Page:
Friday 17 December 2010 by Brandon Hurst

Half of boys can’t ‘count or read good’ says minister


Over half of all boys are struggling to do good words or make good sums after a year of primary school, according to new government findings.

The survey showed that a further two thirds are unable to so much as write their name or count to five, putting their literacy at a level rarely seen outside of the House of Commons.

A spokesman from the Department of Education said, “Boys are lagging behind girls, but the outcomes for all children who can’t count or read good are significantly worserer than for those who do gooderer.”

Geraldine Grange of the Institute for Parenting told us, “We know that children who do not master basic literacy by the age of six have a far higher chance of turning out to be chavs, hoodies or bankers.”

“Although, in some cases – for example if your father is wealthy and has a bunch of cronies in the White House – you may become President of the United States.”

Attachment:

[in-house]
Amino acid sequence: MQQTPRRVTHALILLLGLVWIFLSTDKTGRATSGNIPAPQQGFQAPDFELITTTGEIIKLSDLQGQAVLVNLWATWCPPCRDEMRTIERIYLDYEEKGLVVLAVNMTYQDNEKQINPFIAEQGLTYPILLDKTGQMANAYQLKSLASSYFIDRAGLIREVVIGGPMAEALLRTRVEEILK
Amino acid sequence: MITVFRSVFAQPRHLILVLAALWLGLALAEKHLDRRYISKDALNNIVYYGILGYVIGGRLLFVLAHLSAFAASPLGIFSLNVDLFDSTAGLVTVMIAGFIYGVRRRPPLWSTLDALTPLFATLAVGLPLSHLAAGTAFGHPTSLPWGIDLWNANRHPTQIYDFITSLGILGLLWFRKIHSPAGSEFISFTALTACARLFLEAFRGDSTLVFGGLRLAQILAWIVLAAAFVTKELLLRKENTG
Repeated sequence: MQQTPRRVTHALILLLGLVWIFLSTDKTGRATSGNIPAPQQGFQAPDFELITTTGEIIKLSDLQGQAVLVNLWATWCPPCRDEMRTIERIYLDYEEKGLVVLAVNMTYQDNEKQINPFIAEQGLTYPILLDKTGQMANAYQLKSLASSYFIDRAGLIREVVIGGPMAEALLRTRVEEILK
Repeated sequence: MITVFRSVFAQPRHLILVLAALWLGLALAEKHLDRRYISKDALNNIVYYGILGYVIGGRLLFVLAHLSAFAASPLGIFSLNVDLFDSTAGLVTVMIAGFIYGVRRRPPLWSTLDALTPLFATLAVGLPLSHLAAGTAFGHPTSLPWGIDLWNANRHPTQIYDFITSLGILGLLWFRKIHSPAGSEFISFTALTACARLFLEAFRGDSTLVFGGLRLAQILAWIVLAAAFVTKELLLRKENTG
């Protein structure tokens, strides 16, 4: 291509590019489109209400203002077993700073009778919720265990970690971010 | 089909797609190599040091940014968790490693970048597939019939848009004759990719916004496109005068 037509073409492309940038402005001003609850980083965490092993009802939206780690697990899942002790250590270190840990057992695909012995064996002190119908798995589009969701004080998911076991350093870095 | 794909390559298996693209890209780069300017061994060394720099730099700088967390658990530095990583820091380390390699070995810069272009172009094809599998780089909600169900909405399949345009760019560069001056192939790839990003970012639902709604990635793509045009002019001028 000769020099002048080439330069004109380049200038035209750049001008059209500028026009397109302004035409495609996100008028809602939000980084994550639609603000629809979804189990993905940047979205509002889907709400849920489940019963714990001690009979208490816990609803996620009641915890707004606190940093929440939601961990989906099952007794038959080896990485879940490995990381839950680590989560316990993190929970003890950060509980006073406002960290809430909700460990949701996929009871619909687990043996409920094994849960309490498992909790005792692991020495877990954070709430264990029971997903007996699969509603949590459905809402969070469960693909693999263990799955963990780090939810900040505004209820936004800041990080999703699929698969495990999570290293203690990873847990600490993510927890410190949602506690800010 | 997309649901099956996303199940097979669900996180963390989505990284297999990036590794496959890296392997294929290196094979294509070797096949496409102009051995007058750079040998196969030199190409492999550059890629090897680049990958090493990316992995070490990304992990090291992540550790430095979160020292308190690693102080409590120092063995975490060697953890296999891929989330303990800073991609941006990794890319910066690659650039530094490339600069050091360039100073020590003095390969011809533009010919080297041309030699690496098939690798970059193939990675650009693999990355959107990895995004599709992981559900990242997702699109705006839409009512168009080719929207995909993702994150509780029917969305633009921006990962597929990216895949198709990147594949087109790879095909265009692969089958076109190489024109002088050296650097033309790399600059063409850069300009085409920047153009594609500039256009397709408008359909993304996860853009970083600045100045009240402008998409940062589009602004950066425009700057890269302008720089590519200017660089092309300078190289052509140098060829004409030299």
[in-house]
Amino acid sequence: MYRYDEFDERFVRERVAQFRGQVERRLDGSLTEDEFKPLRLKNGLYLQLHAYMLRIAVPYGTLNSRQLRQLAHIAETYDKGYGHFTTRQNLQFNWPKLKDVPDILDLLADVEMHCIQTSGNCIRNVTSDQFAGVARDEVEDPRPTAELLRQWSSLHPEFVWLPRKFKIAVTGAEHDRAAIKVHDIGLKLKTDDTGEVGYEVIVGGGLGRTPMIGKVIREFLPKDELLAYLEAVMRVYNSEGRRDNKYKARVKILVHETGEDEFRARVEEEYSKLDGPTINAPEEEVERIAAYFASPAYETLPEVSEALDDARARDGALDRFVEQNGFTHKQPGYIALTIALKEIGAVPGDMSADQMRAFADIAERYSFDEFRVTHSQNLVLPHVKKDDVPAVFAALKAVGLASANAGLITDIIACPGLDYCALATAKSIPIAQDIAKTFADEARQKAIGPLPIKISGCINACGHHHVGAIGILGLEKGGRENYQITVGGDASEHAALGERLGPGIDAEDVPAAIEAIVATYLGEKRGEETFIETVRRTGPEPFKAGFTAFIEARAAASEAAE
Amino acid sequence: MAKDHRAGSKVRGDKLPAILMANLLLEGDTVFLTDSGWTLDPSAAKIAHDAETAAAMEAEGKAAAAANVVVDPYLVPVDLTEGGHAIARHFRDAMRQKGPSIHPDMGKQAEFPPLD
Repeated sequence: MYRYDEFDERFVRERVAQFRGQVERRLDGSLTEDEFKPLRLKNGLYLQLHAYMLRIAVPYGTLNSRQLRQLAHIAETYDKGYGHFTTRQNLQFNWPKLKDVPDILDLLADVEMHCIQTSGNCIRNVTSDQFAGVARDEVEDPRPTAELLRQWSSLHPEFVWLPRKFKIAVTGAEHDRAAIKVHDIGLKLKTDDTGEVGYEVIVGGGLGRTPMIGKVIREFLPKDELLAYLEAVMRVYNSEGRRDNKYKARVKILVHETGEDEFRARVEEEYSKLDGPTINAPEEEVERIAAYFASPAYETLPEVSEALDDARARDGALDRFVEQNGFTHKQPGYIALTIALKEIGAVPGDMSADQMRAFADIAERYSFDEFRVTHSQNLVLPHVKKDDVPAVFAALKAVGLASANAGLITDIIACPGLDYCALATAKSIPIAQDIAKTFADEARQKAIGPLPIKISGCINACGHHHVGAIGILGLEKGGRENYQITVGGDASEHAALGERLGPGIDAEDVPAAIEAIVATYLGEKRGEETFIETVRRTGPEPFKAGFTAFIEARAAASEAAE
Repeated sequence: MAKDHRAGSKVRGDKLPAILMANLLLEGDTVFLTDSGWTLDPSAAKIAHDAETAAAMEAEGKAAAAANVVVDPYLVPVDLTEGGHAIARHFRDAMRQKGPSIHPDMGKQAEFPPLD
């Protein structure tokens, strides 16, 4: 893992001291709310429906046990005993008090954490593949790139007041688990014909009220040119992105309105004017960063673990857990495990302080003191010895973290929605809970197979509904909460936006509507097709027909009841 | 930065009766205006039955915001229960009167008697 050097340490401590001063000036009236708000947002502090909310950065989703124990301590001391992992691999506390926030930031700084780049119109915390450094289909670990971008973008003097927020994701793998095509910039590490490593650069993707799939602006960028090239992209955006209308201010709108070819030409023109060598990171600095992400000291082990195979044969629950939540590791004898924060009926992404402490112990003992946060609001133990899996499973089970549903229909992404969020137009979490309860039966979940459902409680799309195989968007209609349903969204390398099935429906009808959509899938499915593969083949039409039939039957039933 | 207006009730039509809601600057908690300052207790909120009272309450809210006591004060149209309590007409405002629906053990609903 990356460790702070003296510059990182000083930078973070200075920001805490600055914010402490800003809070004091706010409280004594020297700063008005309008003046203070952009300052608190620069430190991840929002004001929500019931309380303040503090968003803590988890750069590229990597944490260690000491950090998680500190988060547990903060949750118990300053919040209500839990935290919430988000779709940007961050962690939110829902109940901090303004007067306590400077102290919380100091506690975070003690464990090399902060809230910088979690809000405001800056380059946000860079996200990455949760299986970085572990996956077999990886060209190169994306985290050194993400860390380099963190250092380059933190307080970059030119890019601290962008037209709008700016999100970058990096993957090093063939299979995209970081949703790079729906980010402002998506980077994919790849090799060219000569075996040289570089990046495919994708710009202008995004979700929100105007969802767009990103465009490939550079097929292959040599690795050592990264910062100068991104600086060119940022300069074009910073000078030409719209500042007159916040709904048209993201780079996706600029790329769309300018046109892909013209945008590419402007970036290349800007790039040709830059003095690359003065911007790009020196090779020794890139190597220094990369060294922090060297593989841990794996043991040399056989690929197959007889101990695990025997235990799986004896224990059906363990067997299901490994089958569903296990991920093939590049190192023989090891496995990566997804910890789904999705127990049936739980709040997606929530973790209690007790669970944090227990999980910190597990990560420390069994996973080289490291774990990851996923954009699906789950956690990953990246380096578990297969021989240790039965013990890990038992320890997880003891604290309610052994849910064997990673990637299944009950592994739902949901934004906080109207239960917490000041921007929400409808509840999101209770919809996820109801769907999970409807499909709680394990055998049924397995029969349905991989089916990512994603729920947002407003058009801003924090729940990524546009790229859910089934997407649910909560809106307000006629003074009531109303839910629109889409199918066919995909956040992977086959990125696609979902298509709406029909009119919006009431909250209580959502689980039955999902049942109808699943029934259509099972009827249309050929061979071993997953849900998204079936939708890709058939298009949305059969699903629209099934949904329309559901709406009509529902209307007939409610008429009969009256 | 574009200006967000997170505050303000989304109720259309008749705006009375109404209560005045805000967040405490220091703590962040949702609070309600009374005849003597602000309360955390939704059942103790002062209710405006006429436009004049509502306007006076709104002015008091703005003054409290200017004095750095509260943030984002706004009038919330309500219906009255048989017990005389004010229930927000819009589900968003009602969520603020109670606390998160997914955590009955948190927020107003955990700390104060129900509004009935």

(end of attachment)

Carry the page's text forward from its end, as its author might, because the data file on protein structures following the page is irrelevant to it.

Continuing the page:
Child literacy rates

Research suggests that disparities in educational levels become progressively harder to remedy after primary school, potentially condemning children to a life of playing the national lottery and watching the X-Factor.

One teacher said, “If we can’t teach these children basic numeracy, they will spend their lives thinking that scratch cards are a fantastic way to make money.”

Labour criticised the government’s record on improving literacy and numeracy over the long term, and claimed that the so-called ‘pupil premium’ of £430 would probably be spent on magic beans.

“In any case,” said shadow education secretary Andy Burnham, “You don’t have to be well-educated to get on in life. Look at people like Jordan. Thick as a log, twice as tedious and stinking rich. The cow.”

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